Heart disease and some cancers are found with or fueled by prediabetes. These concerns start slow and subtle, in a subclinical manner in prediabetes. Subclinical refers to the beginning of the disease before symptoms occur and common medical tests can identify it. In the case of heart disease and atherosclerosis, sophisticated imaging and lab studies have shown early presence of atherosclerosis within the blood vessel walls in prediabetic adults well before standard labs and symptoms present. Early heart disease and atherosclerosis changes are seen in adults but also adolescents with prediabetes and type 2 diabetes. Researchers found that obese, insulin resistant teenagers had inflamed inner endothelial blood vessel linings. Higher levels of VLDL cholesterol particles and small dense LDL particles were found which indicates micro-damage to the blood vessels. Large visible changes to larger structure and function of blood vessels were not seen, yet early disease was visibly present. An analogy to microvascular damage is like the small cracks seen in the infrastructure of roadways and bridges. As time and repetitive traffic flow occurs over the cracks, it creates chronic wear-and-tear that leads to larger visible structural changes like potholes, rough roads, and rusty bridges. Tackling road repair with minor cracks is much easier to do than rebuilding the road. Likewise, dietary, lifestyle, and early inflammation management is much easier to do than quadruple coronary by-pass, heart stints, insulin and multiple meds later in the disease process. The study above describes a very important finding pertaining to heart disease and LDL. LDL cholesterol health depends not just on the number. What LDL means to the health of the blood vessels depends on the type of LDL particle size, i.e. small and dense or large and fluffy. Small, dense LDL particle size is associated with high inflammation and increased disease. Large and fluffy is healthy, beneficial, and protective. Small, dense LDL particle size is driven by high carbohydrate/ sugar intake. LDL is also impacted by other key factors. LDL particle size can be measured in blood tests available through your provider. Cancer risk has been found to increase with prediabeties. A recent literature review study identified that a slight increase in fasting blood sugar (prediabetes) particularly in men led to an increase in cancer mortality. Stomach, liver and pancreatic cancer were the most common cancers found linked with prediabetes.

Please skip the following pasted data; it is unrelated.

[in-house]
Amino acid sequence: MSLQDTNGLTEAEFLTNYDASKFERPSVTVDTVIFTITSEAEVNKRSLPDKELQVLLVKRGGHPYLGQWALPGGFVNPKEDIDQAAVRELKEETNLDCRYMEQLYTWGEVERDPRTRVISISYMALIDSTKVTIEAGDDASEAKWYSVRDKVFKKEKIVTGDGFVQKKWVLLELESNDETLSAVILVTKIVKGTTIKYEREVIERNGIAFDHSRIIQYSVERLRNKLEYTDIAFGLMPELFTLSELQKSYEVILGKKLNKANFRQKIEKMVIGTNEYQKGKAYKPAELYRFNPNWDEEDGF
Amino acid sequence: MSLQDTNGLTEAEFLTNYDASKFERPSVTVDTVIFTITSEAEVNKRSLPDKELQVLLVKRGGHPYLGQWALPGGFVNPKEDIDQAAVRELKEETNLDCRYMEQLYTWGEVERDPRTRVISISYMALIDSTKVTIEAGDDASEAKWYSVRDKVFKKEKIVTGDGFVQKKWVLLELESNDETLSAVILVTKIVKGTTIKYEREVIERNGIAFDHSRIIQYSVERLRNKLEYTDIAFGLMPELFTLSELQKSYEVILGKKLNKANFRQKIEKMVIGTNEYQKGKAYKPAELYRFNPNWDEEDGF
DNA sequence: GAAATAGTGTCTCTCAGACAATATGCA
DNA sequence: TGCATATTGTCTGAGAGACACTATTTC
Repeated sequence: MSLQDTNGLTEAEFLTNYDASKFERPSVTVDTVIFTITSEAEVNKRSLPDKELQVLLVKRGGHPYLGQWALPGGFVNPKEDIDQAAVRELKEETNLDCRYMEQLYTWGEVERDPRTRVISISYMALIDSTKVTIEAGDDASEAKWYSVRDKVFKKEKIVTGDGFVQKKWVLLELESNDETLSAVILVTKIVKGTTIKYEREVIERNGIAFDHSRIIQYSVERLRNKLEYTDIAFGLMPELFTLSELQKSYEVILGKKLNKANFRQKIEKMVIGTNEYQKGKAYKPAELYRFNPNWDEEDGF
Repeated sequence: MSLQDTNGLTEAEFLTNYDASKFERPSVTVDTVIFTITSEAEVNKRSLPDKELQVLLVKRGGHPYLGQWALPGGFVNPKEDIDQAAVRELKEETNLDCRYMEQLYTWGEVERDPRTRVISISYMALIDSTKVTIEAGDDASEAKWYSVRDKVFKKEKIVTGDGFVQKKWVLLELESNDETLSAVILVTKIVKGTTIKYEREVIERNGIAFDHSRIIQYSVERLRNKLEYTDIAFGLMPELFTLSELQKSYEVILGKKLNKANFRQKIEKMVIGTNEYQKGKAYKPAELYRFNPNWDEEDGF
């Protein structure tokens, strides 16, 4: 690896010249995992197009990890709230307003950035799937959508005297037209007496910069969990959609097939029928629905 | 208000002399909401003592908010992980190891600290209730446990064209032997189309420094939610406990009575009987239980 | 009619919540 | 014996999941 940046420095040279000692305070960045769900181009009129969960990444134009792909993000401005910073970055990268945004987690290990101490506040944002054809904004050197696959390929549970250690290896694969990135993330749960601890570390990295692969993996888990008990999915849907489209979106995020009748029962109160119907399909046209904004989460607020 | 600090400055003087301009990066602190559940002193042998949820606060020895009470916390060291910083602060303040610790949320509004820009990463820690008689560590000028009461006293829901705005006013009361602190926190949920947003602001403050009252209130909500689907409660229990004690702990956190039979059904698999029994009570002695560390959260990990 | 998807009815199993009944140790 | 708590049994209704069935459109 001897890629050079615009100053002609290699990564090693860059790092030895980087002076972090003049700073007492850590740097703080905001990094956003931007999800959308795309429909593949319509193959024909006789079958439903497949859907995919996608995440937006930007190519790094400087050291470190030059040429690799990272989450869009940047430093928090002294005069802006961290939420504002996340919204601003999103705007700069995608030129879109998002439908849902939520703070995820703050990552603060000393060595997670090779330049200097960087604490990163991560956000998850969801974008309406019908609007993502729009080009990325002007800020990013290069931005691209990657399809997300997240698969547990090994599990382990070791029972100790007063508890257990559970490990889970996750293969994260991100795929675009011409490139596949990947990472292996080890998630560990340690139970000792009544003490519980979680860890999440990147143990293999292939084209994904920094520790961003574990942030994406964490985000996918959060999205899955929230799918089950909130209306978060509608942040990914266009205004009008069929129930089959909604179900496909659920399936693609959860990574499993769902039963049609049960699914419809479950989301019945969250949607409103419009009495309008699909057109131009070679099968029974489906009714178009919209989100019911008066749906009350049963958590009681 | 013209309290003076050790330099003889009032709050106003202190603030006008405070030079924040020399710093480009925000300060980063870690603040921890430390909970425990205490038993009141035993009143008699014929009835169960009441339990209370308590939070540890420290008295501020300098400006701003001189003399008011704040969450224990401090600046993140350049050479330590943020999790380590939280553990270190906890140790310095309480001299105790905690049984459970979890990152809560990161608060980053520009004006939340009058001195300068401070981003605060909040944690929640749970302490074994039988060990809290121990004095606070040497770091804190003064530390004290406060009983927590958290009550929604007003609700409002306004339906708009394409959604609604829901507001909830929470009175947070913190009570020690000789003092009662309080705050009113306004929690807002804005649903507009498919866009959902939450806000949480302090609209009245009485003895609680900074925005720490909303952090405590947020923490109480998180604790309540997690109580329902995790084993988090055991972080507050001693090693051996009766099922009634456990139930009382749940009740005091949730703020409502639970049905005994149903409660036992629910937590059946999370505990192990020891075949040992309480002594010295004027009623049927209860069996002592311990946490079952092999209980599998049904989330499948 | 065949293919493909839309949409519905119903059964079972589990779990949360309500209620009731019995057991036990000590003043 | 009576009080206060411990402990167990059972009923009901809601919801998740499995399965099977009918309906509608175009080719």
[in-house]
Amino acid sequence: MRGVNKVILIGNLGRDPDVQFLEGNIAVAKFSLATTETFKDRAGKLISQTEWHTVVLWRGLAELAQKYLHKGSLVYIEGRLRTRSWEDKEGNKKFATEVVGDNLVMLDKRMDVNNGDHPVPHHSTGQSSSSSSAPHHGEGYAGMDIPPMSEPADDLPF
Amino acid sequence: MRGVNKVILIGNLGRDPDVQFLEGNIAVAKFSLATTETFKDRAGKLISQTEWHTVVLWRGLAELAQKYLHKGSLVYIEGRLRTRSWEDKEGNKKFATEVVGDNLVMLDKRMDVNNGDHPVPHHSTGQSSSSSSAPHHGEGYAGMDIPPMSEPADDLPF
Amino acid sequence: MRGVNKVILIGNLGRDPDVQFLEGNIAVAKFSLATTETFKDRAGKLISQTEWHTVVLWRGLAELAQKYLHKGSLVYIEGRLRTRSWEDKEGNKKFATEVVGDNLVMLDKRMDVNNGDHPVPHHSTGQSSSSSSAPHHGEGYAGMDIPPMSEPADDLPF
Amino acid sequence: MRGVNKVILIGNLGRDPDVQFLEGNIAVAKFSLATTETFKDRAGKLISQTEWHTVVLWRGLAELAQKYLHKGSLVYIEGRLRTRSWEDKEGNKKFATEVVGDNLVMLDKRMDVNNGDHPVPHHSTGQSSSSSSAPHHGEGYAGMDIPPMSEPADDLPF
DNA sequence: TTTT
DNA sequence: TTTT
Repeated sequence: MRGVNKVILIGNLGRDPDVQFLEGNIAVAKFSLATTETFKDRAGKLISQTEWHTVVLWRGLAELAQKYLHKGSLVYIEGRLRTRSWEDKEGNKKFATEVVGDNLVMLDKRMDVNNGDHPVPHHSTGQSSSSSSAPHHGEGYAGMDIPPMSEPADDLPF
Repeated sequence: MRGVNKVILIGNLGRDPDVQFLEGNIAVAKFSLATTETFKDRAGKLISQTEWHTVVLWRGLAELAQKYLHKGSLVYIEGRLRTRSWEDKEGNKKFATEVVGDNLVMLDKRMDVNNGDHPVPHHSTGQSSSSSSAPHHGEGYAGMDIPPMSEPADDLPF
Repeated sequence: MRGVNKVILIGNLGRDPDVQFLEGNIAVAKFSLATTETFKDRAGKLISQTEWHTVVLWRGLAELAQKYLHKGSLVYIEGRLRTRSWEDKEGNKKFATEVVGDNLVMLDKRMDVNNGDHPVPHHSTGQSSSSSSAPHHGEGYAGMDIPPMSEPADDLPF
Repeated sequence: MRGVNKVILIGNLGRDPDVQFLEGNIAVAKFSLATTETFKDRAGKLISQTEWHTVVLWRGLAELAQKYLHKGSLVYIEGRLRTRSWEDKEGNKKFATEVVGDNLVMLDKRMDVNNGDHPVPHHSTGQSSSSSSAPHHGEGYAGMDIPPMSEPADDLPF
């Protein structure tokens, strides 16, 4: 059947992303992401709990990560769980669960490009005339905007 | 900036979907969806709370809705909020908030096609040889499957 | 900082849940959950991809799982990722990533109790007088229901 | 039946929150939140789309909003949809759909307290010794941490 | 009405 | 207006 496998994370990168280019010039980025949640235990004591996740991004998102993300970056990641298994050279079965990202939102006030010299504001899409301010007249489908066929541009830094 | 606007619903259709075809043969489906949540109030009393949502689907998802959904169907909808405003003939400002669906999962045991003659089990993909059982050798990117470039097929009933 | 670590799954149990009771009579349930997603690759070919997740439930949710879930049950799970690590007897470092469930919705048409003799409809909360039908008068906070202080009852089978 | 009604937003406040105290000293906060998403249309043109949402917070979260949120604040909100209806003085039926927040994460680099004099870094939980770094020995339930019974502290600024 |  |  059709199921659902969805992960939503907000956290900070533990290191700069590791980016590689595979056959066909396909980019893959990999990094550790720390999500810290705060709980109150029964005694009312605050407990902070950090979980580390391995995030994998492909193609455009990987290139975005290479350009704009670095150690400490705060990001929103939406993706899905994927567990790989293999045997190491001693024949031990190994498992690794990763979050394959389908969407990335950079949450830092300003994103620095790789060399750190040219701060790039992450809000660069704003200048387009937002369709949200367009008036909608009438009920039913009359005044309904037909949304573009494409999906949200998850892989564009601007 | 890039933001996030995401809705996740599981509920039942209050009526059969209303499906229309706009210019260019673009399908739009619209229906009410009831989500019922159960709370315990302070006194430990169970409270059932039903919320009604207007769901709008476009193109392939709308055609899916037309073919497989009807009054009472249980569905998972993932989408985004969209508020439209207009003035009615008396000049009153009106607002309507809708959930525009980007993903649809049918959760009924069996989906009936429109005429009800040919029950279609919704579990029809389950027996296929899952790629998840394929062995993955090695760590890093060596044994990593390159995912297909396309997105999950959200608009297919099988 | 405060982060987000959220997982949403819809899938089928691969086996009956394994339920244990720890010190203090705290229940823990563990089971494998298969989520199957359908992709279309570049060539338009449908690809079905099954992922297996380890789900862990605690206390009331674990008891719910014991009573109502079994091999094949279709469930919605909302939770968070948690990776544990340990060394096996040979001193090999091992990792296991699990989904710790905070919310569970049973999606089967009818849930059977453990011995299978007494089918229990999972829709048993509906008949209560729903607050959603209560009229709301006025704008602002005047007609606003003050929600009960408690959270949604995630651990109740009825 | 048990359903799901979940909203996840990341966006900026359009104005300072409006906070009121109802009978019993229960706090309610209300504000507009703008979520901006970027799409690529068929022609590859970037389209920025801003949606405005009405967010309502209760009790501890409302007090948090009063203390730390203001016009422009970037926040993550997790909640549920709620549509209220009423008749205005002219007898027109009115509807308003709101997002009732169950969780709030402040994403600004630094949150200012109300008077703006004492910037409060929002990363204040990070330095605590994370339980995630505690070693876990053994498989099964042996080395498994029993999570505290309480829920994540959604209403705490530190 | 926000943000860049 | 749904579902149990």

What Causes Prediabetes?